With HTML =  <A HREF="ShowBrd:CU_4thSuitForcing_5F424C002.brd">CU_4thSuitForcing_5F424C002.brd</A>

The program's response with various browsers:
Firefox: C:\WINDOWS\System32\showbrd:CU_4thSuitForcing_5F424C002.brd was not found.                

Chrome:  C:\Program Files (x86)\Chrome\Application\83.0.41-3\showbrd:CU_4thSuitForcing_5F424C002.brd was nor found.  

Edge:    C:\WINDOWS\system32\showbrd:CU_4thSuitForcing_5F424C002.brd was not found.

Internet Explorer: C:\Users\Norm\Desktop\showbrd:CU_4thSuitForcing_5F424C002.brd was not found.



It looks like I need a filter to strip off the leading part before the :

 
Stephan van Hulst
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What did you put in your registry?
 
Norm Radder
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The registry export:


Windows Registry Editor Version 5.00

[HKEY_CLASSES_ROOT\ShowBrd]
"URL Protocol"=""
@="URL:ShowBrd Protocol"

[HKEY_CLASSES_ROOT\ShowBrd\shell]

[HKEY_CLASSES_ROOT\ShowBrd\shell\open]

[HKEY_CLASSES_ROOT\ShowBrd\shell\open\command]
@="\"D:\\CPlusPlus\\EasyBridge-develop_fm_Github\\Build\\Bin\\Debug\\EasyBridge.exe\"  \"%1\" \"%2\""

 
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Control over what happens when you click a clink in a web browser or other http client app is determined by its MIME type. MIME stands for Multipurpose Internet Mail Extension, so as far as I know, embedding different types of documents in email pre-dates the invention of the World Wide Web.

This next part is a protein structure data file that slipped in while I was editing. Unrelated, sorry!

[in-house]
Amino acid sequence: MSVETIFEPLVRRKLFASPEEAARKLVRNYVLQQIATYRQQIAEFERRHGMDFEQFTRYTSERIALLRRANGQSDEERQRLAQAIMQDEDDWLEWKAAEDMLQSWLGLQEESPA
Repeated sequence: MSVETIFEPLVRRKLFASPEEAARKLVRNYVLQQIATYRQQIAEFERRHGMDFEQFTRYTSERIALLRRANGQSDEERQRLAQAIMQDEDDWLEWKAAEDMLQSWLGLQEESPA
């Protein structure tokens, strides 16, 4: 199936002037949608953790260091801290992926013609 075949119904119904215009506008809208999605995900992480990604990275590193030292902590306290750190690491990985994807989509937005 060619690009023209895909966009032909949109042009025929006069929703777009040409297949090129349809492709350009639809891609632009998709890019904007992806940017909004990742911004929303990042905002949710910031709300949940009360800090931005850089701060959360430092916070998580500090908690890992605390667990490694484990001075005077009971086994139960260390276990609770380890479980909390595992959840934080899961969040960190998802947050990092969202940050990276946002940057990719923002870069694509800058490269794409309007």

Traditionally - and specifically in Unix-type OS's, there was a master file: /etc/mime.h - that mapped file extensions to MIME types. So, for example, ".pdf" maps to "application/pdf" in my /etc/mime.h and ".xls" maps to "application/vnd.ms-excel".

The web client app would then be at liberty to do whatever it wanted to do based on the mime type. In most web browsers, there are default actions for the most common MIME types, but they can be customized (for example, to open a file instead of downloading it) and you can add new types. Note, however, that the default action list could vary between clients, so you might have one setting for Firefox and another for Chrome. Note that Excel doesn't run native on Linux, so application/vnd.ms-excel actually is bound on my system to LibreOffice Calc.

Microsoft further complicated things in that not only do the standard Unix config file names and locations map poorly to Windows, but often Microsoft throws in their own unique 2 cents worth, too. There is no such thing as a Windows Registry on other OS's, excepting the limited and rather horrible equivalent that was defined for Gnome, but Microsoft was very big on the Registry (originally Registration Database) for historical reasons - it was more space efficient until NTFS took over from FAT, though much nastier to locate assets or do selective restores from backups.

So to get the desired action, you first have to consider what client app(s) will be used and how they resolve both MIME types and MIME-directed actions. Whether in config files, the Registry or a combination of the above.